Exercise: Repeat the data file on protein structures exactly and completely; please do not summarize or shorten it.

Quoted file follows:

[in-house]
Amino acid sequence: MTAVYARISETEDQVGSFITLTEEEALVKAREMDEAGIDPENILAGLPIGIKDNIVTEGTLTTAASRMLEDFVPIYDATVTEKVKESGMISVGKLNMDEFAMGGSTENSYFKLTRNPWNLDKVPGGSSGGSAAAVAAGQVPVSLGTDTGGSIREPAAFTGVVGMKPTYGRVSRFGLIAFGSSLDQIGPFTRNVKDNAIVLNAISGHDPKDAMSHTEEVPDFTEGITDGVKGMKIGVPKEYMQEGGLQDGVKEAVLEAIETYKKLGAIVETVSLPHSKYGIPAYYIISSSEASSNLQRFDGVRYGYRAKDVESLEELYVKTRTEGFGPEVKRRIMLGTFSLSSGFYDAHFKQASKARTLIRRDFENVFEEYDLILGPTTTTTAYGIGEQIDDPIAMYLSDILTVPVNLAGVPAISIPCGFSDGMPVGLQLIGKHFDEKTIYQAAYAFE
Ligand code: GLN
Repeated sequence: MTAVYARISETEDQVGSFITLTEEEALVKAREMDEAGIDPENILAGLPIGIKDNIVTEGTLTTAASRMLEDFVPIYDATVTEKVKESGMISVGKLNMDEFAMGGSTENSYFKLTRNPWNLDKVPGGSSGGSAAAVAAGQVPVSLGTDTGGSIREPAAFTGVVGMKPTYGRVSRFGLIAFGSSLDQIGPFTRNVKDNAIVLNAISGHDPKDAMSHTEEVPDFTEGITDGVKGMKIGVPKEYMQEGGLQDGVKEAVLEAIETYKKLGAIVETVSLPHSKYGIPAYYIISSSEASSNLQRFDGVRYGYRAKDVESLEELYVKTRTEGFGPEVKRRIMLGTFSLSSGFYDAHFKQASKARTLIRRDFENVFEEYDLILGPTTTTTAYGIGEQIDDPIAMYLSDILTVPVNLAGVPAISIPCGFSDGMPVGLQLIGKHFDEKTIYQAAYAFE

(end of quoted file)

[in-house]
Amino acid sequence: MTAVYARISETEDQVGSFITLTEEEALVKAREMDEAGIDPENILAGLPIGIKDNIVTEGTLTTAASRMLEDFVPIYDATVTEKVKESGMISVGKLNMDEFAMGGSTENSYFKLTRNPWNLDKVPGGSSGGSAAAVAAGQVPVSLGTDTGGSIREPAAFTGVVGMKPTYGRVSRFGLIAFGSSLDQIGPFTRNVKDNAIVLNAISGHDPKDAMSHTEEVPDFTEGITDGVKGMKIGVPKEYMQEGGLQDGVKEAVLEAIETYKKLGAIVETVSLPHSKYGIPAYYIISSSEASSNLQRFDGVRYGYRAKDVESLEELYVKTRTEGFGPEVKRRIMLGTFSLSSGFYDAHFKQASKARTLIRRDFENVFEEYDLILGPTTTTTAYGIGEQIDDPIAMYLSDILTVPVNLAGVPAISIPCGFSDGMPVGLQLIGKHFDEKTIYQAAYAFE
Ligand code: GLN
Repeated sequence: MTAVYARISETEDQVGSFITLTEEEALVKAREMDEAGIDPENILAGLPIGIKDNIVTEGTLTTAASRMLEDFVPIYDATVTEKVKESGMISVGKLNMDEFAMGGSTENSYFKLTRNPWNLDKVPGGSSGGSAAAVAAGQVPVSLGTDTGGSIREPAAFTGVVGMKPTYGRVSRFGLIAFGSSLDQIGPFTRNVKDNAIVLNAISGHDPKDAMSHTEEVPDFTEGITDGVKGMKIGVPKEYMQEGGLQDGVKEAVLEAIETYKKLGAIVETVSLPHSKYGIPAYYIISSSEASSNLQRFDGVRYGYRAKDVESLEELYVKTRTEGFGPEVKRRIMLGTFSLSSGFYDAHFKQASKARTLIRRDFENVFEEYDLILGPTTTTTAYGIGEQIDDPIAMYLSDILTVPVNLAGVPAISIPCGFSDGMPVGLQLIGKHFDEKTIYQAAYAFE